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HEALTH

‘Only those with plastic visors were infected’: Swiss government warns against face shields

After a coronavirus outbreak where only those wearing plastic visors were infected, the Swiss government has said plastic shields are inadequate protection and should only be worn in combination with a face mask.

‘Only those with plastic visors were infected’: Swiss government warns against face shields
Findings from Switzerland show face shields provide little protection for wearers or for others. Photo: ANDER GILLENEA / AFP

Health officials in the canton of Graubünden studying a recent outbreak among staff at a hotel found a worrying trend – all of those who were infected wore plastic face shields, while those who avoided infection wore face masks. 

Several employees of the hotel tested positive along with a guest. 

Rudolf Leuthold, head of the cantonal health department in Graubünden, said the face shields were the common denominator in infections.

“It has been shown that only those employees who had plastic visors were infected. There was not a single infection among employees with a mask.” 

Leuthold told Swiss news outlet 20 Minutes that a guest of the hotel was also infected: “We know that the guest was served by employees with plastic visors.” 

Government warns against plastic face shields

On Tuesday, the cantonal health authorities in Graubünden spoke out against plastic face shields

Cantonal doctor Marina Jamnicki said not only are plastic face shields less effective than face masks, they may provide wearers with a false sense of security. 

Plastic face shields should be worn in tandem with a face mask, say cantonal authorities.

The Federal Office of Public Health agreed on Wednesday, pointing to increased infections among those who wear face shields. 

Spokesman Yann Hulmann told 20 Minutes “the visors do not serve as an alternative to hygiene masks. Visors can be worn with masks to further enhance your own protection.” 

The federal government is considering amending the rules for hospitality workers to require masks, although an announcement will only be made pursuant to a review. 

Swiss officials in late July reiterated that plastic visors are no replacement for face masks in preventing the spread of the coronavirus.

Daniel Dauwalder, spokesperson for the Federal Office of Public Health, told The Local that the government's official position was that visors are “no substitute for face masks”.

“They protect the eyes from possible infection through droplets, but the possibility of infection via the nose or mouth cannot be excluded,” Dauwalder said.

“Visors only serve as a complementary form of protection measure in conjunction with a mask.”

 

Member comments

  1. This is a very misleading headline and will embolden anti-maskers.
    PLEASE correct the headline to “Swiss government has said plastic shields are inadequate protection and should only be worn in combination with a face mask.” or similar.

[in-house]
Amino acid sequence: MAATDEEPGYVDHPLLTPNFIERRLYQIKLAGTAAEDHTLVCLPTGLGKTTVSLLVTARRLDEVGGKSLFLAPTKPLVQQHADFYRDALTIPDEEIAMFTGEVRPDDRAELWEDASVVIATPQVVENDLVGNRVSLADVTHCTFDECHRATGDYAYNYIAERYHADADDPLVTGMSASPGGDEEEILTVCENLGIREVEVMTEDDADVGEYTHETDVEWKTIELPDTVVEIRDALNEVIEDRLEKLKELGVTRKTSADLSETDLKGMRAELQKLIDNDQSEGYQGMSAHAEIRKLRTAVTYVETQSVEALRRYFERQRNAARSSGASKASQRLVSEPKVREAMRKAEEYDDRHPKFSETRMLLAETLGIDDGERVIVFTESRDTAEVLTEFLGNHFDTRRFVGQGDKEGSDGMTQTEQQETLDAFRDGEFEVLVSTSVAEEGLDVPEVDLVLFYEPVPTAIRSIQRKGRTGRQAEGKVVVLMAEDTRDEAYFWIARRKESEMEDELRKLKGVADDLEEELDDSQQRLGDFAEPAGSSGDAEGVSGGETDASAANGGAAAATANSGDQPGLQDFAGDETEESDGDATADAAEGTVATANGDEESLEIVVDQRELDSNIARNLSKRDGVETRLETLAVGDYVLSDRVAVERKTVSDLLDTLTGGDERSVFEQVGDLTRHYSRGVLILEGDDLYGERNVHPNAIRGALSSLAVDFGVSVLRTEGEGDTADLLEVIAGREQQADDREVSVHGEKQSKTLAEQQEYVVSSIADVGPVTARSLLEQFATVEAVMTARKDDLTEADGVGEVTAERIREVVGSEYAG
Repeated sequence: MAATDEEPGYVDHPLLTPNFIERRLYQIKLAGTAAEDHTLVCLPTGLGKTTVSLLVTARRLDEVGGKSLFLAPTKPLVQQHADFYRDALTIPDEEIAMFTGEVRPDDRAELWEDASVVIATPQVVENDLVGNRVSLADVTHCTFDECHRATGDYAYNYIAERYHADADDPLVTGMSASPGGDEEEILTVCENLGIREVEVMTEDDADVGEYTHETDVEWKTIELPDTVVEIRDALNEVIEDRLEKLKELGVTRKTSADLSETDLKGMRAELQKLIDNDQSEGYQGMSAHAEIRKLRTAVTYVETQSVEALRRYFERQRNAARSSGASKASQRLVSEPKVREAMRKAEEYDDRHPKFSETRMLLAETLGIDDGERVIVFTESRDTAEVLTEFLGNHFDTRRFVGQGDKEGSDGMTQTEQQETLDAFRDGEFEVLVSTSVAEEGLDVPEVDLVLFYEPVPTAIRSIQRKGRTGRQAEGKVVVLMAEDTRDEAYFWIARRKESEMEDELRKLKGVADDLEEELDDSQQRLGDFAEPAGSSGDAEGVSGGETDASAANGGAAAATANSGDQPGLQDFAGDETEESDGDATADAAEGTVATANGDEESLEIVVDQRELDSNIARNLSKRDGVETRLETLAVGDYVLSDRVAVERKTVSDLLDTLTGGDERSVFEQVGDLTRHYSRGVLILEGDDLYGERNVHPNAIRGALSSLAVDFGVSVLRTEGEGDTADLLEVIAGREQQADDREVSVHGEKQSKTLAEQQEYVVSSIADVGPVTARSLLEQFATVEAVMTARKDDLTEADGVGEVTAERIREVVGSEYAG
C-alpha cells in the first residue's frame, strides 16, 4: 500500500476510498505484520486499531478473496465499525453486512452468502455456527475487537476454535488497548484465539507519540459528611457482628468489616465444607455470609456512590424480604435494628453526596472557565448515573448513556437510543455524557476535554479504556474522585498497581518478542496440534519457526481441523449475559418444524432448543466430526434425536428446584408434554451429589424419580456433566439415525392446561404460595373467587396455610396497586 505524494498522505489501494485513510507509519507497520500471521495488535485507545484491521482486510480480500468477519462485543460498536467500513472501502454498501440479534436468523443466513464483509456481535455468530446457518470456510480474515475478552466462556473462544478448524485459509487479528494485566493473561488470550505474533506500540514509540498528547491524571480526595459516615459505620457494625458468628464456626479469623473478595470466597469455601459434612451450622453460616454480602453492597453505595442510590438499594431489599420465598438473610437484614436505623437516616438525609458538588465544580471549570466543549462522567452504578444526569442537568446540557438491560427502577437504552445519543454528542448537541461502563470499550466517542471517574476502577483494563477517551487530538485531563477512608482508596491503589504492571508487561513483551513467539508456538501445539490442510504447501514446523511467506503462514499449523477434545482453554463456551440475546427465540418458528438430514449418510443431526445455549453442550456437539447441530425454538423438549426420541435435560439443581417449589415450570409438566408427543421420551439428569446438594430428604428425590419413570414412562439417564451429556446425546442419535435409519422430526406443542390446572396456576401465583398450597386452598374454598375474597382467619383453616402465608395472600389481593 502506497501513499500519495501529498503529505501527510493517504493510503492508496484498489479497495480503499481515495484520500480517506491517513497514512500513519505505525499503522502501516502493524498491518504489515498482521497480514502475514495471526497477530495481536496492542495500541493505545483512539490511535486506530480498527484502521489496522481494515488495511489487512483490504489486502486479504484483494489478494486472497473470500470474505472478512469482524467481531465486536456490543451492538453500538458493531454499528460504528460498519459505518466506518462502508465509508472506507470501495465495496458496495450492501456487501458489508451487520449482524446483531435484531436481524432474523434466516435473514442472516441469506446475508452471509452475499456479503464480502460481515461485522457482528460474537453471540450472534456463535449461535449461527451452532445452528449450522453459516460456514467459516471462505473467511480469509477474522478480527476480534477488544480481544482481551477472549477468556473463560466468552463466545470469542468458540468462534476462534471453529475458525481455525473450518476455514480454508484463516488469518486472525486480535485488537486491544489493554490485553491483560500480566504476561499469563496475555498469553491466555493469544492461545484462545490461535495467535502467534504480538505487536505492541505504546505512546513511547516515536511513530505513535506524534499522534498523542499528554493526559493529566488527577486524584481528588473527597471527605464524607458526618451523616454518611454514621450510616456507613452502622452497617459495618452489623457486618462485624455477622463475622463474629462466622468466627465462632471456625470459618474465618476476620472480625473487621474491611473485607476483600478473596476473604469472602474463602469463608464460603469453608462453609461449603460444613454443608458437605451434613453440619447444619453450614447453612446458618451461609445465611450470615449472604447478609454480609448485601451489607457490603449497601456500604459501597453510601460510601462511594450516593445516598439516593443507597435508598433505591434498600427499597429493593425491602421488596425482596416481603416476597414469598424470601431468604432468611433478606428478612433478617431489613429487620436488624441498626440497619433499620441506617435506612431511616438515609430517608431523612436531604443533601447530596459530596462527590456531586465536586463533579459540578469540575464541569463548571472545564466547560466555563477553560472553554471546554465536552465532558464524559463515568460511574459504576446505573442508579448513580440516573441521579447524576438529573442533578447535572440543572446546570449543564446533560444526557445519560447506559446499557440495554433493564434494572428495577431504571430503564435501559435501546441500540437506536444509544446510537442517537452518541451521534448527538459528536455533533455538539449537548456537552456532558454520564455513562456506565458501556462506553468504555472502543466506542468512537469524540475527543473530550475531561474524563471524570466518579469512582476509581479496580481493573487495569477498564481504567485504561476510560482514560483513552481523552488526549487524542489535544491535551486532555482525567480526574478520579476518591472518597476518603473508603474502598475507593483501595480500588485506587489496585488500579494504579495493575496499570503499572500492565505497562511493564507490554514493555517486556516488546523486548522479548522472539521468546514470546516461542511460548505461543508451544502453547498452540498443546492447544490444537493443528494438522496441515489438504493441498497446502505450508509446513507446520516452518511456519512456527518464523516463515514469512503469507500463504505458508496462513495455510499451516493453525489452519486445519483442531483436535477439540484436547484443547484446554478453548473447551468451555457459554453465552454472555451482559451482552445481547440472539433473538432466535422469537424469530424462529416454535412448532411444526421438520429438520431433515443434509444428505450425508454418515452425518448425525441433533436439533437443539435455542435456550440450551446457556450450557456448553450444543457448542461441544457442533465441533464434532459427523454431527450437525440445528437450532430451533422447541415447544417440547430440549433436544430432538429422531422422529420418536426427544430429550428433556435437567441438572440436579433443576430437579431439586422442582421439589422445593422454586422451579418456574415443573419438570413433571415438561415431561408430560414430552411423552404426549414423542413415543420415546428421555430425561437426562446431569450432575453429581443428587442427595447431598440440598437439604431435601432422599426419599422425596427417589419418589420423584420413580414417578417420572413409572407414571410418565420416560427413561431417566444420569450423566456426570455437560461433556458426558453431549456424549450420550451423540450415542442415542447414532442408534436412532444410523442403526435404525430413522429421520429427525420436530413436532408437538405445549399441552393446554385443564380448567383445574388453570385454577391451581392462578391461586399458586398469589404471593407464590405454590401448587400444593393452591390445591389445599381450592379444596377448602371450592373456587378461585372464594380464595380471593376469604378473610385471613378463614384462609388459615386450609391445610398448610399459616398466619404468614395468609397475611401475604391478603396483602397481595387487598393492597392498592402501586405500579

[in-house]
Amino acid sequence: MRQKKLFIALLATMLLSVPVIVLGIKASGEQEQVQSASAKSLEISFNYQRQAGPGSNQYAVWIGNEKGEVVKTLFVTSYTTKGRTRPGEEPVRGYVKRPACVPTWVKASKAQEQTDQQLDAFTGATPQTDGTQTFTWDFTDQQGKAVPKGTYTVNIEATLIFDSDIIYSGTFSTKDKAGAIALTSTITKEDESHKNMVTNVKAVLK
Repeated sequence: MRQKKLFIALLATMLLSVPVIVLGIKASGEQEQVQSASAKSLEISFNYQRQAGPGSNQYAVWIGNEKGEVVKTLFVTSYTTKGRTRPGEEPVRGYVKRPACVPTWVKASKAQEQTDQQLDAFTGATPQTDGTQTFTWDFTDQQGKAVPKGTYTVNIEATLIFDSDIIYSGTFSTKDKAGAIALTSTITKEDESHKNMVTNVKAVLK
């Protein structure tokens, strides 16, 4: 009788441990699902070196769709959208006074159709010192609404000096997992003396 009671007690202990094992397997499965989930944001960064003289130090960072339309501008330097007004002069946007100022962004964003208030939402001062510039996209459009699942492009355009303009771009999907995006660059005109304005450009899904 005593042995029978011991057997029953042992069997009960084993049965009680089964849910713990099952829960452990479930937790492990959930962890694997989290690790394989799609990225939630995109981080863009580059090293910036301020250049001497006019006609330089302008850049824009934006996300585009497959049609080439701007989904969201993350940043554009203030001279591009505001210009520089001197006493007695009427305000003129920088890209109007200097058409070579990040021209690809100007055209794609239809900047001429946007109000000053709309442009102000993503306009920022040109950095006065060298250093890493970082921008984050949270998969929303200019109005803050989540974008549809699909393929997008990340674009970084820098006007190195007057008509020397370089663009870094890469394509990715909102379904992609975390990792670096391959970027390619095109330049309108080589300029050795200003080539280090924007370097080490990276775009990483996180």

this is Irresponsible in such a dangerous pandemic.

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TAXES

Masks, tests and jabs: Can I deduct Covid-related costs from my taxes in Switzerland?

Switzerland’s tax deadline is just around the corner. Are Covid-related costs tax deductible?

Masks, tests and jabs: Can I deduct Covid-related costs from my taxes in Switzerland?

March 31st is the deadline for filing taxes in Switzerland relating to the 2021 financial year. 

Over the past two years, the Covid pandemic has seen a change in our spending habits. 

While we may have saved on restaurants and travel, we laid out considerable costs on a range of new expenses, including disinfectant, masks and Covid tests. 

As some of these costs are required by law, can they be deducted from your tax?

In some cases, expenses directly related to the Covid pandemic can be deducted. 

Masks, for instance, can be deducted as medical expenses in some cantons, Swiss tax specialist Markus Stoll told 20 Minutes

This depends on the specific framework for tax deductions related to medical expenses in that canton. 

EXPLAINED: What can I deduct from my tax bill in Switzerland?

Generally speaking, any medical costs paid out of pocket can be deducted. However, most cantons impose a minimum percentage limit from which these costs can be deducted. 

In many cantons, this will start at five percent of your yearly income in total (i.e. including other out-of-pocket costs like dental or specialist visits), meaning you would need to purchase a significant amount of masks to beat the threshold. 

What about testing and vaccination?

Testing and vaccinations however were largely free as their costs were covered by the Swiss government, which means associated expenses cannot be deducted. 

Those tests which were not covered by the government – for instance for travel abroad or for visiting clubs – cannot be deducted, Stoll says. 

“Tests for travel abroad or to visit clubs are not deductible” Stoll said. 

For a complete overview of taxation in Switzerland, including several specific guides, please check out our tax-specific page here. 

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